Shrinkflation: Product Downsizing Risks and Opportunities to Consider

  • September 28, 2022
Big Natural Wave

As long as the word "inflation" has been with us, people have been playing with it to make a point — meatflation, gasflation and stagflation — to name but a few. And while the buzz now is all about shrinkflation, it’s no conspiracy. It’s long been a dependable strategy to maintain profit margins and shelf prices in the face of rising material and production costs.

Yes, the package may be smaller and no, it’s not just you

If you’re like most consumers, you’ve noticed a substantial number of the products you buy have shrunk a wee bit. Perhaps the package is smaller or it holds less product by weight or, quite frequently, both. Shrinkflation, also known as “product downsizing,” is the practice of reducing the size of a product while maintaining its sticker price.

It’s a strategy long employed by companies, mainly in food & beverage but in fast-moving consumer goods (FMCG) too. Raising retail prices per a given amount of product stealthily boosts or maintains profit margins in the face of rising input costs. In recent times, packaging commodity costs, raw materials costs and production costs have increased by 20-30%. This motivates brands to evaluate alternative methods that can maintain price points on the shelf while balancing their own margin-management goals. Get the details on various methods of cost-based pricing here.

“[Shrinkflation] comes in waves. We happen to be in a tidal wave at the moment.”
Edgar Dworsky; Consumer Advocate,

Product-to-package risk factors

A major shrinkflation risk concerns excessive void-fill that can lead to costly fines or penalties for misleading the consumer. While it may be a faster change process to update graphics, Nutrition Facts Panels and fill your current packaging with less product, this could end up being misleading and result in slack-fill penalties or fines. As Rob Kaszubowski mentions, “Slack fill is the difference between the actual capacity of a container and the volume of the product it contains. If you are going to shrink the product, the package should shrink with it to avoid unintended consequences".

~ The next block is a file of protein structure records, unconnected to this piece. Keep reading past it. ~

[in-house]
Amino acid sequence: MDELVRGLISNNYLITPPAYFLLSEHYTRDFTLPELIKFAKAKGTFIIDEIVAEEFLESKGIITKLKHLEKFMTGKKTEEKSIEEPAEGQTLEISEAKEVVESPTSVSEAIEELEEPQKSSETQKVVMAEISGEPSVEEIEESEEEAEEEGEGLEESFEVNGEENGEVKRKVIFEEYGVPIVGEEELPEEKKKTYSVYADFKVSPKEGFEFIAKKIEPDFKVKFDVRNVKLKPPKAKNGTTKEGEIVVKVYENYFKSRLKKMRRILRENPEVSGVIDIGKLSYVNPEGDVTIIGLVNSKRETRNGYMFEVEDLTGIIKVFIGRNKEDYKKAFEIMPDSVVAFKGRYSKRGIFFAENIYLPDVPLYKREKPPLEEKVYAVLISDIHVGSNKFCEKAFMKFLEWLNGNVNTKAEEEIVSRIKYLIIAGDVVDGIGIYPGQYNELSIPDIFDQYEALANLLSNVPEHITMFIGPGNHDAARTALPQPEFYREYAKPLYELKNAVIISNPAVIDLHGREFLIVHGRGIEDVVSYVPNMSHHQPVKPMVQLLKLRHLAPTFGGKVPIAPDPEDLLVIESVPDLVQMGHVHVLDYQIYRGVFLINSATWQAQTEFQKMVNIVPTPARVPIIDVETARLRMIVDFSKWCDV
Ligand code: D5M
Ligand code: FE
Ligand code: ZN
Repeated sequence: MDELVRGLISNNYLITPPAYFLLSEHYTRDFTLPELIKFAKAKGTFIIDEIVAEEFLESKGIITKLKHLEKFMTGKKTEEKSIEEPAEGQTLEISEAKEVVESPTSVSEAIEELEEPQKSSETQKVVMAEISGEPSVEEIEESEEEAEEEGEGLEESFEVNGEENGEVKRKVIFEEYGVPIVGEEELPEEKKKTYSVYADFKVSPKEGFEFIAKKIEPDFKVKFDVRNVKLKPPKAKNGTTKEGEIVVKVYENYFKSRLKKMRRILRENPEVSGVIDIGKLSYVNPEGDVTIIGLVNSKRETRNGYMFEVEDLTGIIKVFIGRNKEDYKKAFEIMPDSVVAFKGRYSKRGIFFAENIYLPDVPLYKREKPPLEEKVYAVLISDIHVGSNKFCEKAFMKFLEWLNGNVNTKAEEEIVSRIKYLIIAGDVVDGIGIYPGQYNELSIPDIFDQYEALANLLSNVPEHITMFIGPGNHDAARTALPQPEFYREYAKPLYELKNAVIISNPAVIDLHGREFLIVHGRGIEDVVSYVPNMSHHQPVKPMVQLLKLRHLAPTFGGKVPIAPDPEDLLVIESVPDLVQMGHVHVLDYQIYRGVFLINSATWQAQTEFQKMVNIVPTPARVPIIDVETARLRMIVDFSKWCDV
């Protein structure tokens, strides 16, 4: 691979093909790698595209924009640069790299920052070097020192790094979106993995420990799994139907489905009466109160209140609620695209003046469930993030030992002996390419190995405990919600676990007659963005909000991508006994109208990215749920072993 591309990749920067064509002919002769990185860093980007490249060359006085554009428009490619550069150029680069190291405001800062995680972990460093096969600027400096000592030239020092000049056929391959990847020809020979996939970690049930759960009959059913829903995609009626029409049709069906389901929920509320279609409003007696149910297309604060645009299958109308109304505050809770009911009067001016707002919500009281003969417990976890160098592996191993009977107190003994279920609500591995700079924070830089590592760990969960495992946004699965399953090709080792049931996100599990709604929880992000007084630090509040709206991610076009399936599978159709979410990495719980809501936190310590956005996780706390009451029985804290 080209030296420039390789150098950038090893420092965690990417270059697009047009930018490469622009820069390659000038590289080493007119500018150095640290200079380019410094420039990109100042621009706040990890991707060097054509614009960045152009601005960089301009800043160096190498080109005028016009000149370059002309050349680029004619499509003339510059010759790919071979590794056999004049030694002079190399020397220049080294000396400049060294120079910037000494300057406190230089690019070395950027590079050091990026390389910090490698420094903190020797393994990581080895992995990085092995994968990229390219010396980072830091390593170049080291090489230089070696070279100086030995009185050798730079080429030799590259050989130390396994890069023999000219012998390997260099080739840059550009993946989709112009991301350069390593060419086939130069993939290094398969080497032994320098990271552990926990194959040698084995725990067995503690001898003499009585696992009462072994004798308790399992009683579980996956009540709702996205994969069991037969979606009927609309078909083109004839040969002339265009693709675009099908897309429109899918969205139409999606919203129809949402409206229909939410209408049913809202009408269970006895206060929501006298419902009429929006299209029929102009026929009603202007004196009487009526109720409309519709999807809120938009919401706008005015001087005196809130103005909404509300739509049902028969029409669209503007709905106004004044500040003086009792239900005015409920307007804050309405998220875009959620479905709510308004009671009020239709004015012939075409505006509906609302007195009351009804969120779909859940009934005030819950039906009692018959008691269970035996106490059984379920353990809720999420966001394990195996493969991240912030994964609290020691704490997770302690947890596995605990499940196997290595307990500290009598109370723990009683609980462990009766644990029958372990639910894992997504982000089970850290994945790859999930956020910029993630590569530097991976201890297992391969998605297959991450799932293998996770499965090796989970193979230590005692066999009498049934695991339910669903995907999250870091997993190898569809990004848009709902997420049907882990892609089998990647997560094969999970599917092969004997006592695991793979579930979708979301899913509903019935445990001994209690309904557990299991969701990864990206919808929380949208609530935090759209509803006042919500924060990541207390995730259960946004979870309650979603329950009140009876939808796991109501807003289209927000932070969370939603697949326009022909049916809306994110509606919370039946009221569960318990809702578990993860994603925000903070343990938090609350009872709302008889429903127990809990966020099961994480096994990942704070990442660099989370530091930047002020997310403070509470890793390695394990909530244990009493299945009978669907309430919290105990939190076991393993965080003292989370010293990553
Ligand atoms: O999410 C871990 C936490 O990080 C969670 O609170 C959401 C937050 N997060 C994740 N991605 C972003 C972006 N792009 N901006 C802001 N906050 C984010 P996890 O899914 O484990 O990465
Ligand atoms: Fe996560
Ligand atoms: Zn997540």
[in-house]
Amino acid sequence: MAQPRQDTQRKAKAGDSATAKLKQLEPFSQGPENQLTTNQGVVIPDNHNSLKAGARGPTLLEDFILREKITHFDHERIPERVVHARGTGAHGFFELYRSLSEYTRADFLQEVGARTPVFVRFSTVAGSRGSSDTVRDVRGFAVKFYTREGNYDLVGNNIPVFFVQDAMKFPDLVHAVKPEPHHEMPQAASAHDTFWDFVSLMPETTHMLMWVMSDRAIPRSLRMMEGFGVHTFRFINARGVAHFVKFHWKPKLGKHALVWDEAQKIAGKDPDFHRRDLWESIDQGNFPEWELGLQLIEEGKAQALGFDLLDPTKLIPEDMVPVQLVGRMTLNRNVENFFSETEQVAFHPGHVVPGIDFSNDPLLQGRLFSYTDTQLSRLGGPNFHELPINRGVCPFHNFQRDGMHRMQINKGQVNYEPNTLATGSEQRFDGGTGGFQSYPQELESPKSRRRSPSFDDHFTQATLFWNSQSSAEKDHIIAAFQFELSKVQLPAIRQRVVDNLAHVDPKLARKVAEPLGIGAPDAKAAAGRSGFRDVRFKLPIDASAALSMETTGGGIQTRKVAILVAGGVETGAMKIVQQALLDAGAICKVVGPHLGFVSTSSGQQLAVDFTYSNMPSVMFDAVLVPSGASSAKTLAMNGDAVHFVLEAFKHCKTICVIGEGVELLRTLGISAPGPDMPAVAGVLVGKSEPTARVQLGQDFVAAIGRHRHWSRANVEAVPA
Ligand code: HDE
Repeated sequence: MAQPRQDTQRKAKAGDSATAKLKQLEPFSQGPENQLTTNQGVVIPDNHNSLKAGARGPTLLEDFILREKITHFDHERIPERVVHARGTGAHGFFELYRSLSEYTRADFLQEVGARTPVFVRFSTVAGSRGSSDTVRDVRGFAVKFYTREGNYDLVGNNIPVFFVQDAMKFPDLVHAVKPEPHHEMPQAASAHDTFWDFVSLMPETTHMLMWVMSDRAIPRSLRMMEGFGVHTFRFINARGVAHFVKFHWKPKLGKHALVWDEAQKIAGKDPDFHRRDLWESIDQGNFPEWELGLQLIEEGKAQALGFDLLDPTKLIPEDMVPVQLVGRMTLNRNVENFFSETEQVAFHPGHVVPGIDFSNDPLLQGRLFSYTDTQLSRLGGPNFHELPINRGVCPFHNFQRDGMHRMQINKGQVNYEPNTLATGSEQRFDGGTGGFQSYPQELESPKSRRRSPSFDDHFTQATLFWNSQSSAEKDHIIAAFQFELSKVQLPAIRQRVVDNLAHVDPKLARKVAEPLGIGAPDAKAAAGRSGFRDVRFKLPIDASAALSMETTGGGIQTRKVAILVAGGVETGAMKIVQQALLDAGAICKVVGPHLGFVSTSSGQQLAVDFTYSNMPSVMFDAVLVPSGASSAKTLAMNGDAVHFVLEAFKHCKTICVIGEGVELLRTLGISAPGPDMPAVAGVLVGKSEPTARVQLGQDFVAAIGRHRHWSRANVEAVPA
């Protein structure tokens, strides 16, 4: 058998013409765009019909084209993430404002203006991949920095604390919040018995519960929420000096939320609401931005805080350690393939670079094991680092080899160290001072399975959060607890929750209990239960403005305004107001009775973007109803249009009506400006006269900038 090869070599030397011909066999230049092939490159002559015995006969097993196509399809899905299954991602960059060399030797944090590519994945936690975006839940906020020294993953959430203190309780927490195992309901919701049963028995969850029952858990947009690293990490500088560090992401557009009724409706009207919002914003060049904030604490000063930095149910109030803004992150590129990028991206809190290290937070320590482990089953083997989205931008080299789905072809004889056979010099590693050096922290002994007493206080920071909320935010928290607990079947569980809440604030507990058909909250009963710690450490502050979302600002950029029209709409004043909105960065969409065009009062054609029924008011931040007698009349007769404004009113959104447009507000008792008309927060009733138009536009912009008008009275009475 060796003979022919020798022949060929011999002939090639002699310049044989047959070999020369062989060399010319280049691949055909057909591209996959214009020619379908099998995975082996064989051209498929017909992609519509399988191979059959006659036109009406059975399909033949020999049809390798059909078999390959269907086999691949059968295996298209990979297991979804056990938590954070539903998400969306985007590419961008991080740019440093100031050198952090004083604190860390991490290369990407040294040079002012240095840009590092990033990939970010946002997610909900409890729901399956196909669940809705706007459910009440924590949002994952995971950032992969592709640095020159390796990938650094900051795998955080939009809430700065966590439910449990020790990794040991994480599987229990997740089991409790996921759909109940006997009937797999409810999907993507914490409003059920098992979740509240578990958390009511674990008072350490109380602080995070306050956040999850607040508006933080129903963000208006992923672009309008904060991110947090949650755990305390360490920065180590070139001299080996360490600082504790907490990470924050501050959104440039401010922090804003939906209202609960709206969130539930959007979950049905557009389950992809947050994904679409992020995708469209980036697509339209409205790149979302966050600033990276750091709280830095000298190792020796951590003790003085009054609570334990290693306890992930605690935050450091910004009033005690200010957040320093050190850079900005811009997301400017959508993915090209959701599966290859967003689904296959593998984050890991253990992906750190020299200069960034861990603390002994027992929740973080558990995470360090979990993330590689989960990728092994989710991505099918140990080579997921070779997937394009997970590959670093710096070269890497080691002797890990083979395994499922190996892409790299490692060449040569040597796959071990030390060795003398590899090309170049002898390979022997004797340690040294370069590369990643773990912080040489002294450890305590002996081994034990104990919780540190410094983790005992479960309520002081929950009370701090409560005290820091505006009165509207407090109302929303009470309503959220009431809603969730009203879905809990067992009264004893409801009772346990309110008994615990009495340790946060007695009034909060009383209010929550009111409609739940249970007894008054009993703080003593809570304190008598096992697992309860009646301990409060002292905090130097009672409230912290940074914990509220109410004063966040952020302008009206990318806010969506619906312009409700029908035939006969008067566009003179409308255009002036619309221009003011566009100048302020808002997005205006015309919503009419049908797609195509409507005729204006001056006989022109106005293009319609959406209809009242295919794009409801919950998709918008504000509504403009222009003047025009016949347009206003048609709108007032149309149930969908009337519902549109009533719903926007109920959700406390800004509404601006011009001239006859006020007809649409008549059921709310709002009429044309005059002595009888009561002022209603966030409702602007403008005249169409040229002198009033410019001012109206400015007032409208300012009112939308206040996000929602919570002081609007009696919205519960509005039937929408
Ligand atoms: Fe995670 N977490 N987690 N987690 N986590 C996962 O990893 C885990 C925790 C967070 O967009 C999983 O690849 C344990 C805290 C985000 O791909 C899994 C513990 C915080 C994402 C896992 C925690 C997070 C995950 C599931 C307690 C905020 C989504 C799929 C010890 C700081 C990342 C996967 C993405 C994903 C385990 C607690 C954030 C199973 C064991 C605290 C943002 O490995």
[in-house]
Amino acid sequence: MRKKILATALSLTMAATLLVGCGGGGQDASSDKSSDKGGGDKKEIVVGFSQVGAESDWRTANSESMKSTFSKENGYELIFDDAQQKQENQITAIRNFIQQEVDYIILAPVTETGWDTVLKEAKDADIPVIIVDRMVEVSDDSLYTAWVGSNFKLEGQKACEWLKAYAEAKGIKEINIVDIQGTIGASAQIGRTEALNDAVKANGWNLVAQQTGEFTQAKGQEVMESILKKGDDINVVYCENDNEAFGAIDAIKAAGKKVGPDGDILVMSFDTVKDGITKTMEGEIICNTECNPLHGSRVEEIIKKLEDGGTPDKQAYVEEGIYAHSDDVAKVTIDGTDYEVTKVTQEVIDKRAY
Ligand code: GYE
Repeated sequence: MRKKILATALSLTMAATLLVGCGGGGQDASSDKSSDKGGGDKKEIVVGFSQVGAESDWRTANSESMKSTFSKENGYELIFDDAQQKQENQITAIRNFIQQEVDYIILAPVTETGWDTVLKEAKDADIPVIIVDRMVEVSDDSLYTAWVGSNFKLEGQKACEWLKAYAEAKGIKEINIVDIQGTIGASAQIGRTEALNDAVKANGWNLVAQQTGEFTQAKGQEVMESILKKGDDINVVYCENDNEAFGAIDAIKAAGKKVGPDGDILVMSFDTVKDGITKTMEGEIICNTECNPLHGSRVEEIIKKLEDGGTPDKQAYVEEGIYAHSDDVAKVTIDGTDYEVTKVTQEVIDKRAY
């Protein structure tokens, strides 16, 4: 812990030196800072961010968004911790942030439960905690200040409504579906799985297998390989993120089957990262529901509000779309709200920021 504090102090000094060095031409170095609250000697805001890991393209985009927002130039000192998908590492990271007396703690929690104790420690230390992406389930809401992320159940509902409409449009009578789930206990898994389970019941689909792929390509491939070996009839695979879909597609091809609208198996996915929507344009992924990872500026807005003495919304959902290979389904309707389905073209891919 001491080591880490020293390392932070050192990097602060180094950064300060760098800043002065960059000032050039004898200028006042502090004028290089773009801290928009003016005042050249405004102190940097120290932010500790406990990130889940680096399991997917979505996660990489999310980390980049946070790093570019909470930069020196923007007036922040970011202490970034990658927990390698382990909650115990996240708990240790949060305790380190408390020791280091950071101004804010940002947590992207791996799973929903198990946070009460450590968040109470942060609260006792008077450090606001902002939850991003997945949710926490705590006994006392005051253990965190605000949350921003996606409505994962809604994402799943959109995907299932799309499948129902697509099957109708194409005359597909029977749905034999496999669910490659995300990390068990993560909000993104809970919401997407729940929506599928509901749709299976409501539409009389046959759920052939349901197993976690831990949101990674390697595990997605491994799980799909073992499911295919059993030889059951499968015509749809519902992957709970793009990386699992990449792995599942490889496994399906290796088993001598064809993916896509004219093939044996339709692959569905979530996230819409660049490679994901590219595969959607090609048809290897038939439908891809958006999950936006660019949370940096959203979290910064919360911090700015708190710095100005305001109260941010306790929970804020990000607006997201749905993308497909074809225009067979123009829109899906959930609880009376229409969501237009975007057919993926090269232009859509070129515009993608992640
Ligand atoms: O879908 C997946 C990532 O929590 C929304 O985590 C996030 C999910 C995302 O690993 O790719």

Operation considerations prior to executing on change

For many CPGs, the product and package transformation required for a shrinkflation overhaul can be an enormous effort requiring skillful management. It all starts with adjustments to marketing plans and their effects on consumer-facing communication at the packaging level. Focus then shifts to production and supply chain considerations — functionality, operations, machinability and the determination of packaging size, structure and material requirements. All these factors need to remain in balance to accomplish the goal at hand. Engage in a fair amount of due diligence with even the simplest of changes to avoid production downtimes, missed delivery dates, lost sales, and (even worse) a product recall.

Additional downstream supply chain benefits

There can also be additional opportunities to drive more value while the transformation is ongoing. Evaluating current pallet TI/HI values can help determine an optimized package dimension and drive improved usage through the supply chain. With the price of shipping today, this typically means cost savings! If you’re looking for a sustainability angle, evaluating current packaging materials to right-weight and alter designs to reduce materials can lead to an environmental success story for your organization.

— By Alex Turner

Subscribe to our blog


Related Blog Posts